A supermarket worker is fighting for her life after catching coronavirus after serving customers without protective equipment, it has been claimed.

Co-op worker Clare Hill was working in a branch before being struck by the illness and taken to the Royal United Hospital in Bath.

The infection has forced the 44-year-old staff member into an induced coma in intensive care for five days, reports The Mirror.

He distraught husband Steven has criticised her employers for not supplying masks and other sufficient personal protection equipment.

The Co-Op store where Clare worked before she was taken ill

He said: “She was just doing her job like everyone else.

"These people should have had protection two or three weeks ago.

Mr Hill added: “She came home from work a week ago with a headache.

"She went to bed and she stayed in bed Wednesday because she was still feeling a bit rough.

“I phoned 111 but she didn't show any of the other symptoms at that point so they said to just keep an eye on her.

“Thursday night she developed a cough.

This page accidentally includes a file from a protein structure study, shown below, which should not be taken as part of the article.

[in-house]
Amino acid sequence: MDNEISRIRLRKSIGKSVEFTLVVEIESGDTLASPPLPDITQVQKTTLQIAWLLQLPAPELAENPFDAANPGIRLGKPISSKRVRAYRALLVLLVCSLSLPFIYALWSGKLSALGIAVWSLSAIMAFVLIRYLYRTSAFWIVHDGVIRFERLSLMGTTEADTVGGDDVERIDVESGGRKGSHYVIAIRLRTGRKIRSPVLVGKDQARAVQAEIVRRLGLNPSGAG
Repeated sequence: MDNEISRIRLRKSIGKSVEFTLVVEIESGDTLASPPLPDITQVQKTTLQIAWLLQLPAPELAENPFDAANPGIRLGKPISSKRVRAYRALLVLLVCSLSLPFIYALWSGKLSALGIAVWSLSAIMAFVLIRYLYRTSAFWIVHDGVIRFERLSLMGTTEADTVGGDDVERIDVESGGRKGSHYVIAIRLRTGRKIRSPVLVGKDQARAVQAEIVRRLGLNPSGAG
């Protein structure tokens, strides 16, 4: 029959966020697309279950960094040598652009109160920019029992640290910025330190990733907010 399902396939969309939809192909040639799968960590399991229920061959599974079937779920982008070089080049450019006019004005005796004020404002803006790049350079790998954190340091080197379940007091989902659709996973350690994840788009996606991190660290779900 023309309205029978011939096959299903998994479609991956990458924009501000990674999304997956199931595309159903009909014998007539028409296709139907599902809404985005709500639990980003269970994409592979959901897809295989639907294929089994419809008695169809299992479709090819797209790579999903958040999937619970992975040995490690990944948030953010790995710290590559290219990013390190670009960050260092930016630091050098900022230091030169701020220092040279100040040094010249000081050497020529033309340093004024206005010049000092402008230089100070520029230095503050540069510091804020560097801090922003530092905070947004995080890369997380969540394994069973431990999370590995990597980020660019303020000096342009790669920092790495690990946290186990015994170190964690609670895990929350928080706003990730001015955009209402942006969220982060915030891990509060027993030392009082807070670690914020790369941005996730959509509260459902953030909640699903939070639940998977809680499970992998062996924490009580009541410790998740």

"I phoned 111 again Friday morning and we ended up taking her into hospital that afternoon.'

“We have got the biggest pandemic crisis for centuries and people are expected to go to work without gloves and masks.

“That's not just the way Clare works, that's throughout the country.”

Southern Co-operative Society, which manages the store, said it has been following advice from Public Health England (PHE) and the Association of Convenience Stores.

A spokeswoman for the chain said: 'Whilst there is no evidence to suggest that COVID-19 was contracted at work, we are deeply saddened that one of our colleagues has been hospitalised and have offered our support to her family.

“This pandemic continues to move at pace and like all retailers we are working quickly to implement measures in response to the latest government advice.

“We have been closely following Government advice to ensure everyone’s ongoing protection with measures including social distancing and additional time for handwashing which remains the most effective means of reducing risk according to the Government.

“We are also currently rolling out protective screens as fast as we practically can.

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“Unfortunately, like all retailers, we've faced significant delays beyond our control in obtaining additional gloves and hand sanitiser, as national supplies we suspect are being redeployed to NHS frontline staff.

“We are also closely monitoring Government advice on face masks which currently states that masks serve little use outside of a clinical setting.”